The Marshall station, which is now a State Historic Park, was replaced by a new Art Deco-designed facility located on "G" ranch, near what is known today as North Beach in the Golden Gate National Recreation Area. With the decline of Morse code, and improved ship and satellite technology, the station was retired in the late 1990s. The combination of the transmitting (Bolinas) and receiving station (Point Reyes) may be the last intact Marconi-era coast stations in North America.
In the early 1930's, Charlie Reilley became a member of the Point Reyes Volunteer Fire Department, and he later also joined the neighboring Olema Volunteer Volunteer FD. Both worked closely with the Tamalpais Forest Fire District Wardens, one of whom was based in Point Reyes. The TFFD was a small but proud organization that began in 1917, primarily designed to protect the wildland areas in Marin.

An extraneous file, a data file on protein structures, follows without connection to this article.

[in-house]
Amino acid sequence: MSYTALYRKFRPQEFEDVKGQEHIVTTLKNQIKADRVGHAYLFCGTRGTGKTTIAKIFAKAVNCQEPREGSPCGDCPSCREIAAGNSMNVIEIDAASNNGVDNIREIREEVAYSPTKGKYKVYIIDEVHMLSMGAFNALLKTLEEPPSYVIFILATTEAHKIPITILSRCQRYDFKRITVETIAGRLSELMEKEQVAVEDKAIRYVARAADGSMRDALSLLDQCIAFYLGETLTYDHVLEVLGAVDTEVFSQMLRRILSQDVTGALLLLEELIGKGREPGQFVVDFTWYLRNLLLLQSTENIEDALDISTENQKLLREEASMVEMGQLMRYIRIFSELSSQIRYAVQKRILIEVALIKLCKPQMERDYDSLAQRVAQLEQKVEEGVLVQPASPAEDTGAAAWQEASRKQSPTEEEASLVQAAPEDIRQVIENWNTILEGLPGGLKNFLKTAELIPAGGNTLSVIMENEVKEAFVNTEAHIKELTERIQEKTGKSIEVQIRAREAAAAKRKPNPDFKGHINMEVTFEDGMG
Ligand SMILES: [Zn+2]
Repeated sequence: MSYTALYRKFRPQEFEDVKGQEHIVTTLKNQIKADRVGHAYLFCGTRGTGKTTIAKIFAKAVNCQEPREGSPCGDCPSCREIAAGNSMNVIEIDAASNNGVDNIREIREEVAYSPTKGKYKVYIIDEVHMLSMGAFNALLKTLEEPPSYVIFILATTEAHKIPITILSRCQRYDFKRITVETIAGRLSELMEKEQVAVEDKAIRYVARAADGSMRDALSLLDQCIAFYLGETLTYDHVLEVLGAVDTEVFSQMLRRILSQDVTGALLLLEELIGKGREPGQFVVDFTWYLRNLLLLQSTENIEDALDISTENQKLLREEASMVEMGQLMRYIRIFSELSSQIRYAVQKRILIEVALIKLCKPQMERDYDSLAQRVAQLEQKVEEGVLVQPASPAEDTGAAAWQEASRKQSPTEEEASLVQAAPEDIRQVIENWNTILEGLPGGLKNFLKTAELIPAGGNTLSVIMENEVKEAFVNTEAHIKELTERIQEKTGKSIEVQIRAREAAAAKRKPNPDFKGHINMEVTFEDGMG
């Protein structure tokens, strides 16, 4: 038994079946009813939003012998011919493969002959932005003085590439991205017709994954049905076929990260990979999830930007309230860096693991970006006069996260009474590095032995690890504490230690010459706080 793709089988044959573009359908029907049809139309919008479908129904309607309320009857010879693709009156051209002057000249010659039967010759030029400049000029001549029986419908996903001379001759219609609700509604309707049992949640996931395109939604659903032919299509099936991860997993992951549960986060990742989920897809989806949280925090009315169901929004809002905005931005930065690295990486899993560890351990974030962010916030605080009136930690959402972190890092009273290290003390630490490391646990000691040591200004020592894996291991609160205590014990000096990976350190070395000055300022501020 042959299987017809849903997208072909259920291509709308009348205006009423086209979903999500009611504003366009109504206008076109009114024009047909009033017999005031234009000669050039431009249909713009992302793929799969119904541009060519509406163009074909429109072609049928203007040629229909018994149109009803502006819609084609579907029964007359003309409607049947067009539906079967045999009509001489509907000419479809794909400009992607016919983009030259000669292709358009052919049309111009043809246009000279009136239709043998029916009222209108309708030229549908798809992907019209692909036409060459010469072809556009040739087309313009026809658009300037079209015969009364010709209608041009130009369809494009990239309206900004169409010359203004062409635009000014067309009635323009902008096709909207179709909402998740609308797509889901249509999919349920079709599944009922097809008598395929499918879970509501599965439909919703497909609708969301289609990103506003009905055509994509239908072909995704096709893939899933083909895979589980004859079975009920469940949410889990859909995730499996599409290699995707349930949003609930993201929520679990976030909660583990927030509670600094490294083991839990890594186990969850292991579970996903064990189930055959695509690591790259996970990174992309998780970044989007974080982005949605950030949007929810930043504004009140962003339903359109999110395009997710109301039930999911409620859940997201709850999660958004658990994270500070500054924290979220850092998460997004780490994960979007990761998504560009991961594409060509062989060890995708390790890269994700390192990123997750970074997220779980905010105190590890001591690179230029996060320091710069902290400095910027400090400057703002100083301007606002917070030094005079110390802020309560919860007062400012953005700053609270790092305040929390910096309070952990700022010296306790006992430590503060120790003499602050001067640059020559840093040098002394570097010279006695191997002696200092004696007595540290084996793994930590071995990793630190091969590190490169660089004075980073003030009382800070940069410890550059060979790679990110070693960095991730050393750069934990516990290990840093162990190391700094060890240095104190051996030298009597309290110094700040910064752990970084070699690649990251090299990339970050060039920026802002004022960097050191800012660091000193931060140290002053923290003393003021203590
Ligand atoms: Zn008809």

TFFD employed fire wardens, often responding alone out of their home with their own personal pickup truck, for relatively low pay and some reimbursement of expenses. The 1930’s included a gradual transition in their apparatus, with the district purchasing slightly larger trucks and making some necessary modifications.
These were primarily heavy duty ‘pickup‘ trucks, or 1-to-1.5 ton trucks with small pumps, fire hose, hand tools, and a water tank added. However, district funding was very minimal, with little support for more features. After all, the 1930’s were dominated by the Great Depression, and war was feared to be on the horizon.